The bigwigs of South African rugby, including embattled Saru chief executive Jurie Roux, gathered at the SuperSport Studios in Randburg yesterday to usher in a new era in the long and illustrious history of the coveted franchise competition.
While Roux’s future with rugby’s mother body hangs in the balance with allegations of financial mismanagement during his time at the University of Stellenbosch, yesterday saw all six South African franchises and the Argentinian franchise, the Jaguares, take a giant leap into the uncharted waters of the new format of Super Rugby.
The format has been a major talking point since it was announced over 15 months ago, but the biggest challenge for the South African franchises will be how they cope with playing two pools – within their conference, and the new additions of the Southern Kings, the Jaguares and the Japanese franchise the Sunwolves.
Furthermore, the likes of the Stormers, Bulls, Cheetahs and Kings will see new coaches take on the challenges of Super Rugby, along with many new faces from players taking over from some of the many stalwarts who have left the country in search of greener pastures.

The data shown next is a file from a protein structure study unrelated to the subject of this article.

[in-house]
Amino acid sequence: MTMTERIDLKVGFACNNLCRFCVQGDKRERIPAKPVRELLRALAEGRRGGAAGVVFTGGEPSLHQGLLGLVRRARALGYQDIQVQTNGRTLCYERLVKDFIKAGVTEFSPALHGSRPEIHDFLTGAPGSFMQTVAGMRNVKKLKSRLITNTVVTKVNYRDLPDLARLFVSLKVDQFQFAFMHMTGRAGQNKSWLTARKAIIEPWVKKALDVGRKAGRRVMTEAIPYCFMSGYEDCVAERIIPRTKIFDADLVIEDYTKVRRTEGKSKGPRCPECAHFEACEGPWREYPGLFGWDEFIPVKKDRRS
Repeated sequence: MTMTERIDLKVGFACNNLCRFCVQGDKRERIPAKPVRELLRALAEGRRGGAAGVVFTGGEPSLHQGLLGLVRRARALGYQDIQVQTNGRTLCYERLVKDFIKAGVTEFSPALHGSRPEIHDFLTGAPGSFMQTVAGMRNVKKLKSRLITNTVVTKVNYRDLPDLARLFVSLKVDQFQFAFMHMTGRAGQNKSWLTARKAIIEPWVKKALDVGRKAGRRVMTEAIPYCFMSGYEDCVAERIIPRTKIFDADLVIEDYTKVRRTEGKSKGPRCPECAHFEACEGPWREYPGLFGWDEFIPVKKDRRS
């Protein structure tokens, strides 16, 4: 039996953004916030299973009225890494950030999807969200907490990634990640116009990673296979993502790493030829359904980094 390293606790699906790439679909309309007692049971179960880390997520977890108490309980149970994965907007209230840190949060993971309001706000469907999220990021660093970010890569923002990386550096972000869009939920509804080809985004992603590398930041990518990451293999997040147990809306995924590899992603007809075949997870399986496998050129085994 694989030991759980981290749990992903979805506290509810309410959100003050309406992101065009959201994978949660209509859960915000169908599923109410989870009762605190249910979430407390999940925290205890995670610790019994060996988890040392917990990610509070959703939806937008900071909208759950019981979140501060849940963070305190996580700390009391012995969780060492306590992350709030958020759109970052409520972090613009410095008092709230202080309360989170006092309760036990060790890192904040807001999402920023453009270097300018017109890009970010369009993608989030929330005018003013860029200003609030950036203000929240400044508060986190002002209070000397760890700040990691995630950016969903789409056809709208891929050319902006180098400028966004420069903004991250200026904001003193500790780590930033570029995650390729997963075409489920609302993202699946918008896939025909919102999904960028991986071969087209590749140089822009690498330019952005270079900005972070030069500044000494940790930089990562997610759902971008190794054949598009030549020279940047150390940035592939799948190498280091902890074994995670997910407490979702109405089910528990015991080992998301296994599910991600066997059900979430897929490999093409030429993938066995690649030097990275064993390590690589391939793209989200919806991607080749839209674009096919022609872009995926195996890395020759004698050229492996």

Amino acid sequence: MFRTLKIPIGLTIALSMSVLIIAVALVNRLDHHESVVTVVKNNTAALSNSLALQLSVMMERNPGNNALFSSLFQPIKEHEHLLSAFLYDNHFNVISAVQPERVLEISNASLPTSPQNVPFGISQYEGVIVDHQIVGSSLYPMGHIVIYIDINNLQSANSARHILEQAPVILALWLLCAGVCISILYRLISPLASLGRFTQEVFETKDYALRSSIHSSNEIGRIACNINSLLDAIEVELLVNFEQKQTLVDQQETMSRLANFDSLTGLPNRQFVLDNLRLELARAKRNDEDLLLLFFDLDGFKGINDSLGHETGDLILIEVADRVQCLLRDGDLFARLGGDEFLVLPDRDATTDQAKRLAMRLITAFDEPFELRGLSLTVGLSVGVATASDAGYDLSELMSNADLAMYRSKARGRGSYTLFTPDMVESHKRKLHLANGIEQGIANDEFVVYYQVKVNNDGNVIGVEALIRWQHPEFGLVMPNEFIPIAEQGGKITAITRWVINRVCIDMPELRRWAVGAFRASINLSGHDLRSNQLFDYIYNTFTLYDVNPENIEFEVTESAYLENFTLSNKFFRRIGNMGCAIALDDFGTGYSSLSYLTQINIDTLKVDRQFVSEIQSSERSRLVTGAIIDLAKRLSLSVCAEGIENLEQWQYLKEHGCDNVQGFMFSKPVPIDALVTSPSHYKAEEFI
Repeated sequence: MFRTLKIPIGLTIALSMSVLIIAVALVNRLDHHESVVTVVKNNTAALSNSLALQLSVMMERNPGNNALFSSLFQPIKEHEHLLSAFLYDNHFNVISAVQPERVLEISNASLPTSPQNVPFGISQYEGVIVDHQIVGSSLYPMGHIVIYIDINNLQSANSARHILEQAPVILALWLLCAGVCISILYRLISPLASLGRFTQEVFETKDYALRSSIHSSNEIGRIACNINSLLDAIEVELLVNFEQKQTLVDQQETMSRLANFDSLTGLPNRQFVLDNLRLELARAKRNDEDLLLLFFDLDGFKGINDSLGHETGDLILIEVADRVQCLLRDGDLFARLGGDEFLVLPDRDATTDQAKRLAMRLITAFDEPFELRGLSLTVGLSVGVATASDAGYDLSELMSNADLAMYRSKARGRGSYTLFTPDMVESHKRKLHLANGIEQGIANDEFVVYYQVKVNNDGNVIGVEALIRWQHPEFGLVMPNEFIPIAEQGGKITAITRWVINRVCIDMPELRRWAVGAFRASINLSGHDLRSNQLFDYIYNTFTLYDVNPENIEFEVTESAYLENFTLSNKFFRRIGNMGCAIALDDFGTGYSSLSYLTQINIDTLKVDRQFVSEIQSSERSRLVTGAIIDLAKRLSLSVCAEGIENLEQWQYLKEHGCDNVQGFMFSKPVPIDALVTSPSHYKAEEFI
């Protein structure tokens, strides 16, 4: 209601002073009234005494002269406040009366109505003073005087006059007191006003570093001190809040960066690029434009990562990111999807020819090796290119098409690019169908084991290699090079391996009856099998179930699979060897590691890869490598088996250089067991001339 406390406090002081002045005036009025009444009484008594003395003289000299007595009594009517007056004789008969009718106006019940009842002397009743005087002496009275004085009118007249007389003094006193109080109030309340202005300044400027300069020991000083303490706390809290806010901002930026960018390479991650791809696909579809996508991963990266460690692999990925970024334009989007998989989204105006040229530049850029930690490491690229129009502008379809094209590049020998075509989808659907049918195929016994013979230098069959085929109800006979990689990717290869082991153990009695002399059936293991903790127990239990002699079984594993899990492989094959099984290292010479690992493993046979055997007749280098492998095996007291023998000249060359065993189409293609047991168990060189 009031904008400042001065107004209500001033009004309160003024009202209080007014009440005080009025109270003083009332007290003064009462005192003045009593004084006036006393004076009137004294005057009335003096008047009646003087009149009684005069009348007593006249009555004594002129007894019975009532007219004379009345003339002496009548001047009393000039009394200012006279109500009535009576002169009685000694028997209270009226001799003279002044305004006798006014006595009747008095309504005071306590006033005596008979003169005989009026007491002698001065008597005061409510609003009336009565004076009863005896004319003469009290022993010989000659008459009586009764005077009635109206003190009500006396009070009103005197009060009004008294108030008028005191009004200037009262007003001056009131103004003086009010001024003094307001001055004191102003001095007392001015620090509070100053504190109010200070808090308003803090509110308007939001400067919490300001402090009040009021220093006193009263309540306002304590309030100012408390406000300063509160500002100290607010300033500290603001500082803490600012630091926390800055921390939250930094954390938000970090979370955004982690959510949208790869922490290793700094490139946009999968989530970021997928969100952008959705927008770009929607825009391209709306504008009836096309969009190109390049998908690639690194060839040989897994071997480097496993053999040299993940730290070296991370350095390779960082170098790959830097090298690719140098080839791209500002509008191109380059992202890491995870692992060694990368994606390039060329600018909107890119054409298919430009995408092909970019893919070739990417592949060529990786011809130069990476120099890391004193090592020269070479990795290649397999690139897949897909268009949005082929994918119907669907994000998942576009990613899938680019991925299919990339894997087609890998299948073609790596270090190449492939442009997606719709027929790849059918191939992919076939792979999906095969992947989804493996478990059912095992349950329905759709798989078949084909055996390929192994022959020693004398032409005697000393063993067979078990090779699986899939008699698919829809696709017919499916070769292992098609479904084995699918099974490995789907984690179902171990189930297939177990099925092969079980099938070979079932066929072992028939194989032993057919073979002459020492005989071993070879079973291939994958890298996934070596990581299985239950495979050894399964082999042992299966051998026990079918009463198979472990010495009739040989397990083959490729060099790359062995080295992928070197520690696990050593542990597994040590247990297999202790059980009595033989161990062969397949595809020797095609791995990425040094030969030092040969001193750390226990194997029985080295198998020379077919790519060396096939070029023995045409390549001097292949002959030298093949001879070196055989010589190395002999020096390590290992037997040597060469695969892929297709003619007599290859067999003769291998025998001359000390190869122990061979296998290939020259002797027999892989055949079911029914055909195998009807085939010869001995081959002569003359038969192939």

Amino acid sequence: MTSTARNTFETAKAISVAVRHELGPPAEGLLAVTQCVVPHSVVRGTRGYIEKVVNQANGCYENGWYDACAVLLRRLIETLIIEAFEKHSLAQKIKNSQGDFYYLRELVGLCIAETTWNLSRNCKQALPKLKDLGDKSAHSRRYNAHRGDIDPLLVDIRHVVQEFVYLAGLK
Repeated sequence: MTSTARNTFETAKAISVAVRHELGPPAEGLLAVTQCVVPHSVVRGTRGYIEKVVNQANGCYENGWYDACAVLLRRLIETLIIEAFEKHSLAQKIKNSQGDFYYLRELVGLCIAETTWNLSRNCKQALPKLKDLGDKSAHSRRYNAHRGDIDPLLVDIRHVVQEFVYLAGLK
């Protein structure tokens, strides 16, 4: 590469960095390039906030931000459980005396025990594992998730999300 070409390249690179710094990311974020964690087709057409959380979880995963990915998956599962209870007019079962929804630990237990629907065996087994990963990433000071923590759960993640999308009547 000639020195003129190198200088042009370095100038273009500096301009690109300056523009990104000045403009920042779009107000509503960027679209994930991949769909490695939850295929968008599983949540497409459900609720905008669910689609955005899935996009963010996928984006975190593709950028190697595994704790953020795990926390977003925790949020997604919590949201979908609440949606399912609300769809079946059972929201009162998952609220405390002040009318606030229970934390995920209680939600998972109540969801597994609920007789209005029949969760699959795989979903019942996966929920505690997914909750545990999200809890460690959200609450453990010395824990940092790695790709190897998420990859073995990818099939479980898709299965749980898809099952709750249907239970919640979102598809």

The biggest spotlight, though, will be on the Kings, who make a return to the competition after a two year hiatus and they will already be on the back foot after all the boardroom shenanigans.
Kings coach Deon Davids conceded that they had had a less than ideal start to their preparations to the competition, and said it was adversity that they would use to make them a competitive side.
“When I got in at the beginning of the year we started working on creating the correct culture.
“We worked hard discussing the challenges that lie ahead, and we have grown tremendously since then.
“We see this as a huge opportunity, and it will be important for us to set performance goals and keep on working as a family,” Davids said. - The Mercury
Original source: Super Rugby enters unchartered waters